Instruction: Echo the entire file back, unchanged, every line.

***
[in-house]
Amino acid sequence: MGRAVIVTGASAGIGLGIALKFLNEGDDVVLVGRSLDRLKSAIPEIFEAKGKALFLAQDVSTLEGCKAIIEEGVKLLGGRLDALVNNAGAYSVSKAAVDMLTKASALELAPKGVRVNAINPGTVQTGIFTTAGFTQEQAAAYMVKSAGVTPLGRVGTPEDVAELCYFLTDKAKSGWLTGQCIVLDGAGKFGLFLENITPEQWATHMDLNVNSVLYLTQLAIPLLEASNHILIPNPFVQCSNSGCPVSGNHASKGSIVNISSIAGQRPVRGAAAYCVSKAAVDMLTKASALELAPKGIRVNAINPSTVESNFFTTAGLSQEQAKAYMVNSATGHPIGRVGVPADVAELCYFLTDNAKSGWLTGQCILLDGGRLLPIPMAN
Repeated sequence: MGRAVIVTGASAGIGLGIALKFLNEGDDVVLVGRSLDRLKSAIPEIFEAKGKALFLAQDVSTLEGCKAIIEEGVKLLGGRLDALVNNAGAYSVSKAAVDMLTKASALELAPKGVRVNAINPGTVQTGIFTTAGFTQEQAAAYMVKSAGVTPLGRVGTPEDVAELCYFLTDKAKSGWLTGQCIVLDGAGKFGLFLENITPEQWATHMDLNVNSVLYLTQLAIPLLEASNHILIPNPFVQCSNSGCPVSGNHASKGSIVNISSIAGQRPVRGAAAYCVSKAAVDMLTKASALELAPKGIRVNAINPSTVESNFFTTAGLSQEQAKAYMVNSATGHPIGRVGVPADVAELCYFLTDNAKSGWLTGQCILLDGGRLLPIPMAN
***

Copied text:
[in-house]
Amino acid sequence: MGRAVIVTGASAGIGLGIALKFLNEGDDVVLVGRSLDRLKSAIPEIFEAKGKALFLAQDVSTLEGCKAIIEEGVKLLGGRLDALVNNAGAYSVSKAAVDMLTKASALELAPKGVRVNAINPGTVQTGIFTTAGFTQEQAAAYMVKSAGVTPLGRVGTPEDVAELCYFLTDKAKSGWLTGQCIVLDGAGKFGLFLENITPEQWATHMDLNVNSVLYLTQLAIPLLEASNHILIPNPFVQCSNSGCPVSGNHASKGSIVNISSIAGQRPVRGAAAYCVSKAAVDMLTKASALELAPKGIRVNAINPSTVESNFFTTAGLSQEQAKAYMVNSATGHPIGRVGVPADVAELCYFLTDNAKSGWLTGQCILLDGGRLLPIPMAN
Repeated sequence: MGRAVIVTGASAGIGLGIALKFLNEGDDVVLVGRSLDRLKSAIPEIFEAKGKALFLAQDVSTLEGCKAIIEEGVKLLGGRLDALVNNAGAYSVSKAAVDMLTKASALELAPKGVRVNAINPGTVQTGIFTTAGFTQEQAAAYMVKSAGVTPLGRVGTPEDVAELCYFLTDKAKSGWLTGQCIVLDGAGKFGLFLENITPEQWATHMDLNVNSVLYLTQLAIPLLEASNHILIPNPFVQCSNSGCPVSGNHASKGSIVNISSIAGQRPVRGAAAYCVSKAAVDMLTKASALELAPKGIRVNAINPSTVESNFFTTAGLSQEQAKAYMVNSATGHPIGRVGVPADVAELCYFLTDNAKSGWLTGQCILLDGGRLLPIPMAN